Hemp Legalization Could Forever Revolutionize the Construction Industry
December 2018 was a watershed moment for Hemp growers and enthusiasts across the country.
You see, after many years of bitter struggle, the new Farm Bill, which legalizes hemp production, was finally signed into law.
With a mere stroke of the pen, President Donald Trump had successfully signed open the doors to the immense opportunity that the plant brings to builders.
What Is Hemp?
For starters, Hemp is a type of Cannabis sativa plant that packs fantastic ingredients.
Unlike marijuana which is usually makes one ‘high’, this variety is principally grown for its vast industrial uses.
So, what does this has got to do with construction?
How Hemp is Used in the Building Industry
Well, Hemp is used to make Hempcrete (or hemp lime), an organic variety of concrete which has been hailed for its extraordinary properties.
Developed in the mid-1980s in France, Hempcrete (made from a mixture of hemp’s woody core-also known as hemp hurds-, lime, and water) was initially used as a replacement for Portland cement in buildings.
Builders and home owners especially loved that it would maintain excellent insulation in houses- unlike conventional materials.
Since then, hemp-based building materials have grown so popular such that some insurers even give discounts on hempcrete building projects.
Forget about the customary foam, fiberglass, wood, and of course, concrete…
Whether used in forming walls (in combination with timber structural frames) or in creating insulating floor slabs or roofing insulation, Hempcrete materials are more sustainable and to daring owners, the ‘better’ way to own a beautiful home.
The Case for Hempcrete in Construction
An increasing number of savvy architects and engineers believe that hemp-based construction materials will forever transform the building industry.
And it’s easy to see why:
First, hempcrete provides natural insulation that remains airtight yet flexible and breathable.
This material is 100% safe as it’s free from toxins, impenetrable by mold and pests, besides being virtually fireproof.
To top it up, it’s lightweight, environmentally friendly, and massively reduces construction costs.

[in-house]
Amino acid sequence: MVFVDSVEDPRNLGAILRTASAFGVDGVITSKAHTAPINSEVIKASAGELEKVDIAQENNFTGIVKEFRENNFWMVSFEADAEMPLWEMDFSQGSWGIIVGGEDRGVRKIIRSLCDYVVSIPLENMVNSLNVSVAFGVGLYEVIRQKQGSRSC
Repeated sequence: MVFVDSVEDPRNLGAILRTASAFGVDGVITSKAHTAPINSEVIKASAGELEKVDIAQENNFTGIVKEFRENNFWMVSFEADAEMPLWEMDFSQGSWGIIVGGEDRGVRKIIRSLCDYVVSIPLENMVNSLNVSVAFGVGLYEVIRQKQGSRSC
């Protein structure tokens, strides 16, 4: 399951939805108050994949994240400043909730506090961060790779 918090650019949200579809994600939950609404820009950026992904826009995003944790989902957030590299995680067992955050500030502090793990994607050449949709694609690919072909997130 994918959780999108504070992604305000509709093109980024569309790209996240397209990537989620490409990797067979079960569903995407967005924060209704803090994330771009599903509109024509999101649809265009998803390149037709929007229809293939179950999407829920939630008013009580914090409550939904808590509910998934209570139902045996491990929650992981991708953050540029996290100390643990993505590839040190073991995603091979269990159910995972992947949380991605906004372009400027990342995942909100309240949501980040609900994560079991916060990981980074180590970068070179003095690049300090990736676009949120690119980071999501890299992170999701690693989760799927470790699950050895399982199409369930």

That’s not all:
Hempcrete locks out more harmful atmospheric carbon during the lifetime of a building than what’s emitted during the construction.
Also, and conveniently, hempcrete can fit around any shape/structure making it an ideal material for upgrading a building’s thermal performance.
Hemp and The future Of Building
It is estimated that there are approximately 50 homes built with hemp in areas such as Texas, Virginia, North Carolina, and Hawaii.
But considering its wonderful properties and the upshot in demand of nature-friendly housing, experts contend that this figure will soon be on the up.
Indeed, it’s already happening elsewhere with Canada and Europe having hundreds of hemp homes and commercial structures standing prominently across the lands.
It’s no wonder then that hempcrete construction companies are popping up left, right, and center.
With the legalization of Hemp, time has come for the society to benefit from the acclaimed goodness of the plant.
Hempcrete is pests and mold resistant, fireproof, carbon-capturing, has very good acoustics, extremely low humidity not to mention that the plant is itself environmentally friendly (grown with zero pesticides).
For this reason, innovative construction professionals are betting on it to revolutionize the industry.
And create new meaning for sustainable housing.
In short, interesting times seemingly lie ahead- all thanks to the legalization of this magical plant and the bump in demand for nature-friendly housing.